An effective and inclusive conservation field is critical to achieving the Environment Program's objectives. Protecting wildlife habitat at the necessary scale requires resources beyond what private foundations alone can provide, so we support efforts to increase public funding for conservation. We also seek to foster a strong community of organizations focused on land protection, as we rely upon non-profit land trusts to permanently protect high-priority wildlife habitat and collaborative partnerships to conserve land at scale.
An equitable conservation workforce reflecting the racial and ethnic diversity of our country is essential to building a field that considers the impact of its work on all communities, builds an effective and just environmental movement, and benefits from a wider spectrum of perspectives and creative thinking. As such, we also support a number of initiatives focused on increasing diversity, equity and inclusion in the conservation field, with particular scrutiny of the longstanding need for systemic change within the field and the necessity of more inclusive practices.
- Diversifying the conservation field. We seek to support a more diverse, equitable and inclusive conservation field. To that end, we launched the Doris Duke Conservation Scholars Program in 2013 to support the next generation of diverse, environmental conservation professionals. In 2020, we launched the Building an Inclusive Conservation Movement Program to help create a more equitable and inclusive conservation field by supporting environmental organizations led by and serving those who identify as Black, Indigenous and people of color in the sector. During the same year, we launched the Diversity, Equity and Inclusion Capacity Building Program, a grant competition to support conservation organizations which had already demonstrated a commitment to diversity, equity and inclusion to build their resources and effectiveness in these efforts. We have also provided support for convening for communities who identify as Black, Indigenous or people of color, including the PGM One Summit.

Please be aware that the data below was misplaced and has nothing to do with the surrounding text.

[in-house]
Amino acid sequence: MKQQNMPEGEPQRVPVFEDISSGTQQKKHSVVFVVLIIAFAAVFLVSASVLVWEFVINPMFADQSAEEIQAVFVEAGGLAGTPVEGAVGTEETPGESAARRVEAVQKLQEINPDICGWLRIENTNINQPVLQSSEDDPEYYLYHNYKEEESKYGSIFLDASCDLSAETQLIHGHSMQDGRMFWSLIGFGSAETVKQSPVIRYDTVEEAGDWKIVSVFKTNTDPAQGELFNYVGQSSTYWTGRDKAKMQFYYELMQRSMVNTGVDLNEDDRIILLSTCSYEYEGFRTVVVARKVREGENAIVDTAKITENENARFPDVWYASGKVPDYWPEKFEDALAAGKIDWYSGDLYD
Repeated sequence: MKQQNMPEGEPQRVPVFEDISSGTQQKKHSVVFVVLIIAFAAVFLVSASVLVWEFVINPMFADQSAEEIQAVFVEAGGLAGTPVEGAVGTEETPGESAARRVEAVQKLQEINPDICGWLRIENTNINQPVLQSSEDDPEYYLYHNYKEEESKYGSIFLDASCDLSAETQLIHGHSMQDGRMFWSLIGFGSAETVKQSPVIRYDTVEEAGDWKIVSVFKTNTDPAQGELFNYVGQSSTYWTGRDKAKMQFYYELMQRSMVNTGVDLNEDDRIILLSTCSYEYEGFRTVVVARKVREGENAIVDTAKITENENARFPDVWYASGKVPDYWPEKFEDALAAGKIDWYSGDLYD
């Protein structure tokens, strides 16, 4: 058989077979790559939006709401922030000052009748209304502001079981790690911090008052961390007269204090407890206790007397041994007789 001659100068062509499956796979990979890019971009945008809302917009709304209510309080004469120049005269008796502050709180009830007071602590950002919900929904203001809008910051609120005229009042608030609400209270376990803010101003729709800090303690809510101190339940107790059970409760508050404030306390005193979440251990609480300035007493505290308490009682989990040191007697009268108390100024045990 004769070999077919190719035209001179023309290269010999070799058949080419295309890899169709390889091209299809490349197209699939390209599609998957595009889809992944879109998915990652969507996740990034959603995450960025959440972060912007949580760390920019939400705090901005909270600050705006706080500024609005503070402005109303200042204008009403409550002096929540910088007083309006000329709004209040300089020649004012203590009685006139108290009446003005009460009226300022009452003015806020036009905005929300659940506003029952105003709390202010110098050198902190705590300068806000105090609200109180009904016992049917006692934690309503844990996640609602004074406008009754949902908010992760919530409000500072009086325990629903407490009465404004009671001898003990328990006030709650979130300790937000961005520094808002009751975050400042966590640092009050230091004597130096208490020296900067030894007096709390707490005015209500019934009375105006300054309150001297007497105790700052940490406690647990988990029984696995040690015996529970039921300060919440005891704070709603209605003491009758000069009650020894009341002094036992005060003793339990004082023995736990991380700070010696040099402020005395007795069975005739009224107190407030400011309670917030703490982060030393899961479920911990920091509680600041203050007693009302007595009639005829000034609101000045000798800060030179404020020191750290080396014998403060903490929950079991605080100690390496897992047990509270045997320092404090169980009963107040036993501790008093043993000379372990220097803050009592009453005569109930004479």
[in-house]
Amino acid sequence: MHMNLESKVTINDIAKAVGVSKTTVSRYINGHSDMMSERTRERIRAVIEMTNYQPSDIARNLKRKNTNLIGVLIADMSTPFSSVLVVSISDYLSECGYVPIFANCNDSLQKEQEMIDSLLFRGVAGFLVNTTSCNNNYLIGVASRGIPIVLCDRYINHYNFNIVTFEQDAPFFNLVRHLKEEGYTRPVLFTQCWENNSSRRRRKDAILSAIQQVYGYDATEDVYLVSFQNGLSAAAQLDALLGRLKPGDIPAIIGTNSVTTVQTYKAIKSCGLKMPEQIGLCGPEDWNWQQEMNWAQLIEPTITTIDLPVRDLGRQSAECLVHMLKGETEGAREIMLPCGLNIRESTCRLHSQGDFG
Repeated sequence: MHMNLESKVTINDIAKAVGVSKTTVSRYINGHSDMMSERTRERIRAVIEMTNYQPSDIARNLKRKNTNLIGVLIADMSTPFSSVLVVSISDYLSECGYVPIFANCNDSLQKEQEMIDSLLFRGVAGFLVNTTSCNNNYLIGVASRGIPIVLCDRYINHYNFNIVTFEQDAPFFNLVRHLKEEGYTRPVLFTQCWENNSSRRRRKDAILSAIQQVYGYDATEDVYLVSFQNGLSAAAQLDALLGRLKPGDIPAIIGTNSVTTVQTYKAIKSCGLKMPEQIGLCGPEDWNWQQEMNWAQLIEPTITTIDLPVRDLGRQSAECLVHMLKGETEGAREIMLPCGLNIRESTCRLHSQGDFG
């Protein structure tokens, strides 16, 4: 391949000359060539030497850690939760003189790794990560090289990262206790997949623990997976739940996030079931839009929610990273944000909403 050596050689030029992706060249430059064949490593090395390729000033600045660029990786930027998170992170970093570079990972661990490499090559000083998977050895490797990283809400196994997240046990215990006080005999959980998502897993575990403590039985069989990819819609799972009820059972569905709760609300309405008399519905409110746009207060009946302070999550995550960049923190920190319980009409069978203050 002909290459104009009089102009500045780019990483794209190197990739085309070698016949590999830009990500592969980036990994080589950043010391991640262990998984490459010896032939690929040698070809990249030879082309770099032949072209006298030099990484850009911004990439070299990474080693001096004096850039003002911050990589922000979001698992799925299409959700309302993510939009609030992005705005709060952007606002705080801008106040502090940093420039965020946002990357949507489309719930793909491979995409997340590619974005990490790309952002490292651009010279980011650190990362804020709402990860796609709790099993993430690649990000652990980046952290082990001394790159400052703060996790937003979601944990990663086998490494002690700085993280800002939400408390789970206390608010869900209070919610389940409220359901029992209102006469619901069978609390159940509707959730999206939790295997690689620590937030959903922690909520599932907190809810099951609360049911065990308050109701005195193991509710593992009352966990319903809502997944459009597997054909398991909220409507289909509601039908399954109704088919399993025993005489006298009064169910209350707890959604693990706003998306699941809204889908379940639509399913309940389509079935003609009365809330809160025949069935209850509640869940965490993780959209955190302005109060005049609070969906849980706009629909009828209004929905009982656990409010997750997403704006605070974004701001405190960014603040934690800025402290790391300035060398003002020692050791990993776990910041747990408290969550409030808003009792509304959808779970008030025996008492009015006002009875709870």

- Increasing public conservation funding. Achieving the protection of wildlife habitat at the necessary scale requires resources beyond what private foundations can provide. Significant public investments in land conservation are also needed. With that understanding, we support the Conservation Finance Initiative, a joint project of the Trust for Public Land and The Nature Conservancy that aims to increase public funding for wildlife habitat conservation in the United States.
- Building the capacity of the land trust community. Through our land capital grantmaking, we rely upon non-profit land trusts to secure interests in land from private landowners to permanently protect high-priority wildlife habitat. In addition, we aim to support the land trust community to both adapt to and combat climate change in their land conservation through support to the Land Trust Alliance.
- Building a collaborative landscape conservation community. Achieving conservation at the necessary landscape scale requires broad-based, community-grounded collaboration and thus requires investments in the capacity of collaborative partnerships to succeed. We seek to help build a community of effective and enduring partnerships as a key strategy to address conservation challenges, through our support for the Landscape Conservation Catalyst Fund, a national re-granting program managed by the Network for Landscape Conservation.
In response to political efforts to dismantle bedrock environmental laws and to privatize and repurpose public lands, in 2017, the Environment Program made a number of rapid-response grants focused on defending the integrity of science, communicating across difference and broadening the set of stakeholders on conservation issues.